August 4, 2020

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The EU was founded by failed empires that had run out of horizon; the pandemic just gave them one.

XAVIER MAS DE XAXÀS, BARCELONA

Updated 04/07/2020 03:01

Cleaning employees disinfecting the European Parliament in Brussels before the plenary session on May 13 (ARIS OIKONOMOU / AFP)

The countries that founded the European Union 70 years ago were failed empires that had lost it or were on their way to losing everything after dominating the world for five hundred years. Italy, Belgium, the Netherlands, France and Germany, especially Germany, had nothing but Europe, no other refuge outside the nation state.

The Third Reich was the last attempt to create an empire and failed. When Britain joined the EU, it had lost everything, too. In Spain and Portugal the loss of the last colonies coincided with the end of dictatorships and incorporation into Europe.

The EU was founded by failed empires that had run out of horizon; the pandemic just gave them one

In the 1990s, the European Union created a space for countries that were born after World War I, such as Austria, the Baltic and Balkan republics, the ancient satellites of the Soviet empire. There was even a time, between the collapse of the USSR and Putin’s access to power, that the EU also somehow considered accommodating post-imperial Russia. It could not be, however, because Putin preferred to rebuild Russia on the romantic myths of eternal innocence, something that, on the other hand, all countries have always done. It is enough to have a magical mountain that links the landscape with God and invent fables of chosen peoples who are victims of everything and guilty of nothing.

The countries that founded the European Union 70 years ago were not nation states that, having survived two world wars, were integrated to prevent the atrocities of the twentieth century from being repeated. They were empires forced to reinvent themselves after losing Indochina, Indonesia, Malaysia, India, Mozambique, Angola, the Congo, Ethiopia, Libya, Namibia, Algeria, Morocco and so many other countries that for five centuries had been their colonies. It is from this imperialist failure that the European Union emerges.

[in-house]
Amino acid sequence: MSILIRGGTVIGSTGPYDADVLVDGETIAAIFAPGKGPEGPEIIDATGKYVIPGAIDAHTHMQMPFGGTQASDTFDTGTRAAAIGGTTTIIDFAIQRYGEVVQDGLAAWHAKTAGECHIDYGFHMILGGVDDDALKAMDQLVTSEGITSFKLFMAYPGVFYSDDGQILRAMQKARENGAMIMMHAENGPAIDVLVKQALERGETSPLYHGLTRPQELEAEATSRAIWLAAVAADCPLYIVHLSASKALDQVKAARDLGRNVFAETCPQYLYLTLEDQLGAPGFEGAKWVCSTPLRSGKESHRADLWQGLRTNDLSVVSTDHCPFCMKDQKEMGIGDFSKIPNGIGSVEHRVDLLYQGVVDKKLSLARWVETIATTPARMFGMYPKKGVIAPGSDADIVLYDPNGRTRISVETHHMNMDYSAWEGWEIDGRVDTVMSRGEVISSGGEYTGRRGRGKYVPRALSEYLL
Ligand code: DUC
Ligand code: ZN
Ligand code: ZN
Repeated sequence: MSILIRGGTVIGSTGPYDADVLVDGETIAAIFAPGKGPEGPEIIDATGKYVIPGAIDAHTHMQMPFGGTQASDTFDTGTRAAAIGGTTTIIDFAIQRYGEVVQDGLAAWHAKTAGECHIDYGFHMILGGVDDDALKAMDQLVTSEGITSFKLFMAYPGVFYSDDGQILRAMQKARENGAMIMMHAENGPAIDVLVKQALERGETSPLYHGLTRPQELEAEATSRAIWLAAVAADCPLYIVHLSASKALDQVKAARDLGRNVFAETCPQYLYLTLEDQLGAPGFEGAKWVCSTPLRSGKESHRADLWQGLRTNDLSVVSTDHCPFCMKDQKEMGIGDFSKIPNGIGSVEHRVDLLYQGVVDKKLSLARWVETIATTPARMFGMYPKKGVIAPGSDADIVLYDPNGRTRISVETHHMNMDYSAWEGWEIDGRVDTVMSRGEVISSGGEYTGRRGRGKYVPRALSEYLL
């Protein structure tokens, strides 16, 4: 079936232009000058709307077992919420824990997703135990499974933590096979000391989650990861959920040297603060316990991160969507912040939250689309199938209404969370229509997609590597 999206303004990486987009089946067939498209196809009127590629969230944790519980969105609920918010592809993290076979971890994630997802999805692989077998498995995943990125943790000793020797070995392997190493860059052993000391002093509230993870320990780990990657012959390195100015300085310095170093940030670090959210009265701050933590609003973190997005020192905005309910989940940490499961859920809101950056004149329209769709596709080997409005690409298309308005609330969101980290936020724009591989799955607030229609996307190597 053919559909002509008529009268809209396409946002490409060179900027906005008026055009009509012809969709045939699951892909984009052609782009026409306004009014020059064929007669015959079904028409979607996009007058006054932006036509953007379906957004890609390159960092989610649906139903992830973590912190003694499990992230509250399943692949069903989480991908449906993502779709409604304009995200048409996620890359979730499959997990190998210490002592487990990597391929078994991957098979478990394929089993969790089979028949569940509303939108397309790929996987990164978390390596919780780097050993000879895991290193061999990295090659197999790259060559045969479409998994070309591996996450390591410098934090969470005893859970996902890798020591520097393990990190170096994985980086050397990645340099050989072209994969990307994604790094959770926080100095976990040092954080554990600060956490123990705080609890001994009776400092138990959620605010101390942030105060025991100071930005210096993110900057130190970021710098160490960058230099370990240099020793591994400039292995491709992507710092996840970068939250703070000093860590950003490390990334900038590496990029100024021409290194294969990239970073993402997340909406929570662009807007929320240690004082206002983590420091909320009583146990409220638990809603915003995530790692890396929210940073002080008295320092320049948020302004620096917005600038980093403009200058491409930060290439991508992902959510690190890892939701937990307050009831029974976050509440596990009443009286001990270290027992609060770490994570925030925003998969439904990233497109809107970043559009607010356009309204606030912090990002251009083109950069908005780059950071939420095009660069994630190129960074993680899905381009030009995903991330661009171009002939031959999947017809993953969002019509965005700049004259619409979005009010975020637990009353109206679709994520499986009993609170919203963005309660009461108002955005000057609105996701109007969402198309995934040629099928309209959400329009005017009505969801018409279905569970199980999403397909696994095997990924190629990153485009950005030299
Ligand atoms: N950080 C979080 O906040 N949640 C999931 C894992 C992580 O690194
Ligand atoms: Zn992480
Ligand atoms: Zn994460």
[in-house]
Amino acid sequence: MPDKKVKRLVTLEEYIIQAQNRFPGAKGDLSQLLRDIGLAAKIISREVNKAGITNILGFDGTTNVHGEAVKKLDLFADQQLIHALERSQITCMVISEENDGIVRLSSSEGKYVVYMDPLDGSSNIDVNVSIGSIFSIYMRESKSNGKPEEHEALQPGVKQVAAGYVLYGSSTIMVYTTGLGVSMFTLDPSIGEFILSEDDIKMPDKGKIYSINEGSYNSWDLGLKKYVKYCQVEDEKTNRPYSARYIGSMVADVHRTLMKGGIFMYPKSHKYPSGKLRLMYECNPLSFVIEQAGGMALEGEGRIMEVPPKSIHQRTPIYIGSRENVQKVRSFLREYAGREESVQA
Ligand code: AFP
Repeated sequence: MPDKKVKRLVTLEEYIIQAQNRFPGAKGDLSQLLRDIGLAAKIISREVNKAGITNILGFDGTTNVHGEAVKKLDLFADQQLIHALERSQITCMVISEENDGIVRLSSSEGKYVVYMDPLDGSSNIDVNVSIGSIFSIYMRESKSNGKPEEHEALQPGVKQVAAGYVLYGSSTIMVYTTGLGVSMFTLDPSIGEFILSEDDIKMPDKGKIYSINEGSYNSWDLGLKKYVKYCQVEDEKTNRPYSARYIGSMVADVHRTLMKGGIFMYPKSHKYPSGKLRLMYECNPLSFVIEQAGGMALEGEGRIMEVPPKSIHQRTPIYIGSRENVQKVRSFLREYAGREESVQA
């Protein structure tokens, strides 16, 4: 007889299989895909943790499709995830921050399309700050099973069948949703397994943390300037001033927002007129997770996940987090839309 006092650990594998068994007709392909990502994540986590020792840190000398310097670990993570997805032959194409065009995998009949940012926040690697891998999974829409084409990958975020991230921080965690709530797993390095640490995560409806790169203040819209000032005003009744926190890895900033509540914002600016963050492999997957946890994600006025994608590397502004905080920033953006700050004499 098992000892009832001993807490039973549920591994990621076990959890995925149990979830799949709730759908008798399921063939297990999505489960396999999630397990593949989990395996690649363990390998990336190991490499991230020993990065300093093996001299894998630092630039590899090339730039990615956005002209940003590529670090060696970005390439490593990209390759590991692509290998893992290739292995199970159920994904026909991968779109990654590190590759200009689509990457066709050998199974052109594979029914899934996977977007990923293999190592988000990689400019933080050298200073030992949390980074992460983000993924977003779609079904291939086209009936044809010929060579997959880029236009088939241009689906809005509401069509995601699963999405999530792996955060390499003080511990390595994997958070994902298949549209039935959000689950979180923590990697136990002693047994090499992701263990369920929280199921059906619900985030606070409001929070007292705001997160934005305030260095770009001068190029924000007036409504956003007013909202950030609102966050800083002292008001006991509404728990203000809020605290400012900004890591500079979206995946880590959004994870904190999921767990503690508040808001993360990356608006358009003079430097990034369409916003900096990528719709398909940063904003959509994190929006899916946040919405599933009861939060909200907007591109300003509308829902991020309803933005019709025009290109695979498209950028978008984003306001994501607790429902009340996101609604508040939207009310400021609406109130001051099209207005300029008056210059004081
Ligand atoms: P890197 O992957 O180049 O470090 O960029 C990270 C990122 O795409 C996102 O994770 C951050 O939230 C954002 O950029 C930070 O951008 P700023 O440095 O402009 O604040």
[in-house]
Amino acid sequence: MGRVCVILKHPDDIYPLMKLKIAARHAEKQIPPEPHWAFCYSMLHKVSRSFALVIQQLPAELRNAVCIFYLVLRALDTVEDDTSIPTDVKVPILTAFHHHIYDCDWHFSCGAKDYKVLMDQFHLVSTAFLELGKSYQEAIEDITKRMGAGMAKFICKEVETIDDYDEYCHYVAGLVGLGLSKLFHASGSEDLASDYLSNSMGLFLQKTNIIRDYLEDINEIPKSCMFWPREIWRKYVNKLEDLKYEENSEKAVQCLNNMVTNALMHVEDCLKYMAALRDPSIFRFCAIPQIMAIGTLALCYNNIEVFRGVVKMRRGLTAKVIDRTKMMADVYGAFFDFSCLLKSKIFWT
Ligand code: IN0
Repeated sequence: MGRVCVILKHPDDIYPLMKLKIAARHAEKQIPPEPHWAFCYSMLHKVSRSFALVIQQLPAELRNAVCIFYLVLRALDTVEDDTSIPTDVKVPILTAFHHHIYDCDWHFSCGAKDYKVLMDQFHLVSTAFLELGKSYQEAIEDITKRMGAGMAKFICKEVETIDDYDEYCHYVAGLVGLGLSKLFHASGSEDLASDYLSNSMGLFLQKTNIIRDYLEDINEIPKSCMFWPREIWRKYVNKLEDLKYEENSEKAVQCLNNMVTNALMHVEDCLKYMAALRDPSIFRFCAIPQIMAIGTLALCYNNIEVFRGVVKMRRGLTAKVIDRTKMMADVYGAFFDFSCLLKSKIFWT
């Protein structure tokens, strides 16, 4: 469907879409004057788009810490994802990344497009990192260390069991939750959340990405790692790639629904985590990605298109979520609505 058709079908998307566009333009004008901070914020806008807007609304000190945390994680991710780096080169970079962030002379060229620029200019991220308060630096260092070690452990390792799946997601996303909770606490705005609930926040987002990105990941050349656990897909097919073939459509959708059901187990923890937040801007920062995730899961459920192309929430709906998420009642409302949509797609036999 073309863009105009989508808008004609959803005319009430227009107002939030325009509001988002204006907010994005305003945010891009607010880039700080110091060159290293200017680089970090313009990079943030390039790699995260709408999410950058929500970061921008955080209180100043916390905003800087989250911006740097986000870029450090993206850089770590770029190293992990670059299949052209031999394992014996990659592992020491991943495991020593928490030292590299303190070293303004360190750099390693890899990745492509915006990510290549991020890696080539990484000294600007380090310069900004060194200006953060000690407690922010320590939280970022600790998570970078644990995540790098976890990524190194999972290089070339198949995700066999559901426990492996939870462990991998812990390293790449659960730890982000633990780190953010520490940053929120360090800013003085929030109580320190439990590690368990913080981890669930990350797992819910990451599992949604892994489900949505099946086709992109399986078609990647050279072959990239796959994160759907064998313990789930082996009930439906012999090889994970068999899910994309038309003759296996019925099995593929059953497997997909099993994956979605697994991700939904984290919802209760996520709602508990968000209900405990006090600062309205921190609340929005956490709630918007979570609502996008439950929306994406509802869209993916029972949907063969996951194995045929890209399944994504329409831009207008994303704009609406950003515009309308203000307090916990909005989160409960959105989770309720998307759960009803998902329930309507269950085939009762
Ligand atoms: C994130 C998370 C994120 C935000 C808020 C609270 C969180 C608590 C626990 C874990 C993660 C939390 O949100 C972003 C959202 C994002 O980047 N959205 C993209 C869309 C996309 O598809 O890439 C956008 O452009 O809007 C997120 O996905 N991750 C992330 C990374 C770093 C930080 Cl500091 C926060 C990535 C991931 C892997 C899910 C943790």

Since the beginning of time, countries have struggled to expand their dominance and influence. They need more territories, more material resources, and more power. The world still works that way. China, Russia and the U.S. prove it. They are empires and today they are enemies of Europe because Europe has shown that there is life beyond empires.

For five hundred years, Europe committed all sorts of atrocities from a false moral and racial superiority. The last one was the Holocaust. Today, however, Europe is the world’s first economy, a network of democratic states, a space where, despite all the injustices about the most vulnerable people, the rule of law and the well-being of citizens are protected more than anywhere else.

A year ago, on Vienna’s Judenplatz, the American historian Timothy Snyder spoke of the birth of “something new” in Europe from the failure of empires and nation states that had run out of horizons. This novelty was the European Union, “the best answer to the crucial question of imperialism”.

The EU remains a solution and an alternative to exhausted American, Chinese and Russian imperialisms. The EU is an exception. European citizens know that the nation state, as the pandemic has shown and the latest European Council on Foreign Relations survey, will not meet any global challenge. That is why they are calling for a strong and emancipated Europe.

Against this Europe with values and a voice of its own, is the rise of nationalpopulisms, governments and parties that attack the EU also from within.

Snyder identifies three characteristics of imperialisms that are as effective today as in Mesopotamia four thousand years ago. The first is “ecological panic”, the need to seize other people’s resources to ensure their own survival. The second is the dehumanization of the different, which is only valid based on its economic value. And the third is conquest, the destruction of the state and the imposition of terror on new subjects.

Europe’s enemy imperialists suffer ecological panic, deny climate change because they make money from hydrocarbons, dehumanize immigrants, enemies who come to destroy their national identity, and erode democracy because they believe authoritarianism is a more effective form of government. Putin, Trump and Xi, as well as Erdogán, Orbán, Kackzinski and all populsm, from Vox to M5M, fit into this mold and also use Silicon Valley-based digital technology to bend the EU.

The future they deny is the same as the EU must build. This is an inevitable responsibility at a time of utmost urgency. Faced with the worst economic crisis since its founding, the EU must strengthen member states to save itself and thus remain a hope for the whole world. This is what founding fathers like Robert Schuman wanted, “a Europe not only for Europeans but for everyone,” a Europe for people, not for states.

When the EU legislates to protect the digital rights of its citizens – something no empire has done – when it proposes a green and digital economy, when it asks partners like Spain to invest more in health, it is thinking about people, not states.

And this is where the tension lies, the fear of many rulers, that their states will dilute, especially if they are small and frugal, and they are diluted with their states. But this has always been the natural evolution of Europe. Maintaining the nation state’s flame is not governing for citizens but elites. This is something that most Europeans are very clear about. Now all the rulers need to fall for this so obvious.

https://www.lavanguardia.com/internacional/20200704/482069955360/la-responsabilidad-de-ser-europa.html

OpenKat

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